The BR Chief explained they heavily rely on the relationship with Transnet to successfully execute its freight mandate. Most of the imports through rail come from South Africa and the main export through rail which is salt and soda ash is transported from Botash to Mafikeng. “Going onwards we have to depend on Transnet for connections to the respective destinations. Our strategic plan going forward is to improve our services to the oil companies so that we are more reliable, timely and profitable.”
During the period, Makwinja said they had to focus on cost containment. The main cost drivers are staff cost, fuel and maintenance of the locomotives. In his statement on Botswana Railways 2018 annual report, Makwinja said the organization’s performance was subdued due to lack of capacity to meet the demand. “In terms of tonnage, our target was 2 million tons but we only achieved 1, 5 million tons. This adverse variance can be attributed to a number of factors including lack of sufficient locomotives and practicing conservative business initiatives and marketing,” he said.
Calls to improve crop yields with technology
Greenhouse Technologies managing director, Amanda Masire has urged entrepreneurs to venture into agriculture as it is a lucrative business and more beneficial to the national economic development, despite climate change challenges.
Speaking to Business Trends, Masire said there is a need for more training and knowledge on modern agriculture technologies for the country to have sustainable food production. “I am passionate about agriculture and food production. I want to help my country to produce food for itself and reduce dependency on imports. I have learnt that despite all the challenges of climate change, we can still produce our own food through the use of modern technologies,” said Masire.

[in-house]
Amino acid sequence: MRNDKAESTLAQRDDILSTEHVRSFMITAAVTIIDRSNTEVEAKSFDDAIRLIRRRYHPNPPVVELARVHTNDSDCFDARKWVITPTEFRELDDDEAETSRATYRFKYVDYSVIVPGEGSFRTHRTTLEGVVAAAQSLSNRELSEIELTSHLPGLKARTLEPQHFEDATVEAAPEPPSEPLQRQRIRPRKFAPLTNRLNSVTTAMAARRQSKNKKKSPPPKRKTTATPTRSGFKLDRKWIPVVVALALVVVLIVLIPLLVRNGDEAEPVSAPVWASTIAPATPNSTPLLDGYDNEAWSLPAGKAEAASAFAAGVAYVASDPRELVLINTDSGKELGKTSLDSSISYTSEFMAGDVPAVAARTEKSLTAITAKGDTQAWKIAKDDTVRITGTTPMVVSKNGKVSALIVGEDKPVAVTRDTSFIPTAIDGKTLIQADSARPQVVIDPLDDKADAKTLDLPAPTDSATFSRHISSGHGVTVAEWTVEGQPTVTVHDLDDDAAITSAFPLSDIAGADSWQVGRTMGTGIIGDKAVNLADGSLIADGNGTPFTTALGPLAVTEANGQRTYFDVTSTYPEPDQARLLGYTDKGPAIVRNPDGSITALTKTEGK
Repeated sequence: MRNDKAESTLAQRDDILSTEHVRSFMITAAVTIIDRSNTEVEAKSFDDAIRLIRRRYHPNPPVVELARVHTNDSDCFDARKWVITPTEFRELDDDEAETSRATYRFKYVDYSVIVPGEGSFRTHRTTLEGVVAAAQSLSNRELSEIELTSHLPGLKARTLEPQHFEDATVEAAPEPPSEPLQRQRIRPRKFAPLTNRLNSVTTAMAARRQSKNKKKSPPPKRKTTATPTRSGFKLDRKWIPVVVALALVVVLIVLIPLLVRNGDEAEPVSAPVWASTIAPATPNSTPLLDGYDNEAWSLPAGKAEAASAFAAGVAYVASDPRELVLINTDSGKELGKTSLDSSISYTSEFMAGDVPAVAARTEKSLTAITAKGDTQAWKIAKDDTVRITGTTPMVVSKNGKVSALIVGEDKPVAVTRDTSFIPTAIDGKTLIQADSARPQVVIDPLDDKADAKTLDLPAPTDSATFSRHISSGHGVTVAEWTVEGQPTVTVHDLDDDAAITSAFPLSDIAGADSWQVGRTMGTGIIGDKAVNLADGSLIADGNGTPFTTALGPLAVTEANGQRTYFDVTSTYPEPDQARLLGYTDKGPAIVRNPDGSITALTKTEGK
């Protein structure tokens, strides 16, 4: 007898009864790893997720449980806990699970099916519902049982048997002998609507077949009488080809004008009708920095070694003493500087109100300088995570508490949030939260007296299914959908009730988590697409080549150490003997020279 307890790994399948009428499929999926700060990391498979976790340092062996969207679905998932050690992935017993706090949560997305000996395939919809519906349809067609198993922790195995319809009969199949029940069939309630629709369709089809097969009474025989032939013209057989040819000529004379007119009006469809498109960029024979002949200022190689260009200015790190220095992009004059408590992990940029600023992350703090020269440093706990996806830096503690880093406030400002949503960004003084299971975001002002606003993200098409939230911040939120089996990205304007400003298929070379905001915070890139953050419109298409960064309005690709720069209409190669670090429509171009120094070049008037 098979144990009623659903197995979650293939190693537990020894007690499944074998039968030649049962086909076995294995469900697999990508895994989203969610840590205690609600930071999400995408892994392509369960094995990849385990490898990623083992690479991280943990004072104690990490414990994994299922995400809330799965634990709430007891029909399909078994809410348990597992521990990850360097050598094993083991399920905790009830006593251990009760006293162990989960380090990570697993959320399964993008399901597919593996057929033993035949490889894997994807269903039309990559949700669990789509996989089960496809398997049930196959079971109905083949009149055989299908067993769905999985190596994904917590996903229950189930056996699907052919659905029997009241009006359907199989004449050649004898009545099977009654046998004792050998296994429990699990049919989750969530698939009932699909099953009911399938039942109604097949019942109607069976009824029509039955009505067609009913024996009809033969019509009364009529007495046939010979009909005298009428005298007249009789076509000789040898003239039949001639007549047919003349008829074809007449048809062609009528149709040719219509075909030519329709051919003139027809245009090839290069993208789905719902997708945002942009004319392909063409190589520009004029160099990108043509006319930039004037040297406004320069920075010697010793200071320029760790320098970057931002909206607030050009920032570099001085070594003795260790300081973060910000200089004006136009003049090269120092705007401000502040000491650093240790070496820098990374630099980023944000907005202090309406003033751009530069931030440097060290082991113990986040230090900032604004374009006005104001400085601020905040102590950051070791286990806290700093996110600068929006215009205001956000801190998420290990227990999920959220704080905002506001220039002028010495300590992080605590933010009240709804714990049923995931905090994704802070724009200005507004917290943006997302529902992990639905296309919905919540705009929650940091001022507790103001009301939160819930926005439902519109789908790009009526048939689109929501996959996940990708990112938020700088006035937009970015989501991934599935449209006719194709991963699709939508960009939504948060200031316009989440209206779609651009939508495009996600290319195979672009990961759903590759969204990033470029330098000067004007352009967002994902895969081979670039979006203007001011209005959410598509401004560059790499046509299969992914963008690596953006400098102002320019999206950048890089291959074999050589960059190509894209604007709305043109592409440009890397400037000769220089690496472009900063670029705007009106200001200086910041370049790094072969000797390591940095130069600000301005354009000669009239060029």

Masire is an agri-business developer, specializing in horticulture, beekeeping and fish farming. She currently operates Greenhouse Farmers Academy offering training and mentorship on horticulture farming. “Agriculture is the most lucrative business that young people should be looking into. Currently, we depend much on South Africa. We should rise up and develop the sector because as Batswana we have rich land that we are not utilising.” Her services include horticulture starter kit, which includes business plans, lessons, fertilisers and all equipments necessary for a particular horticulture project.
She is currently working with the Ministry of Agriculture Development and Food Security to develop the ISPAAD Program. She said government would embrace modern farming technologies to improve food production. “Most Batswana have lands which they are currently not ploughing because of climate change conditions while the government gives out fertilizers and seeds every year to subsistence farmers yet there is no yield. I have come up with solutions, which include testing soil and supplying lime treatment to reduce acidity. This will help improve crop yield when adopted with other technologies,” she said.
Speaking during Stanbic Lionness Lean In Africa, Masire said with the challenges in the agriculture sector, Batswana should stop looking much into the problems and getting discouraged but should rather think of solutions. “Government is trying but we individuals also need to be innovative and assist government in improving food security. Young people should take opportunity of the agri-business market and reduce unemployment,” said Masire.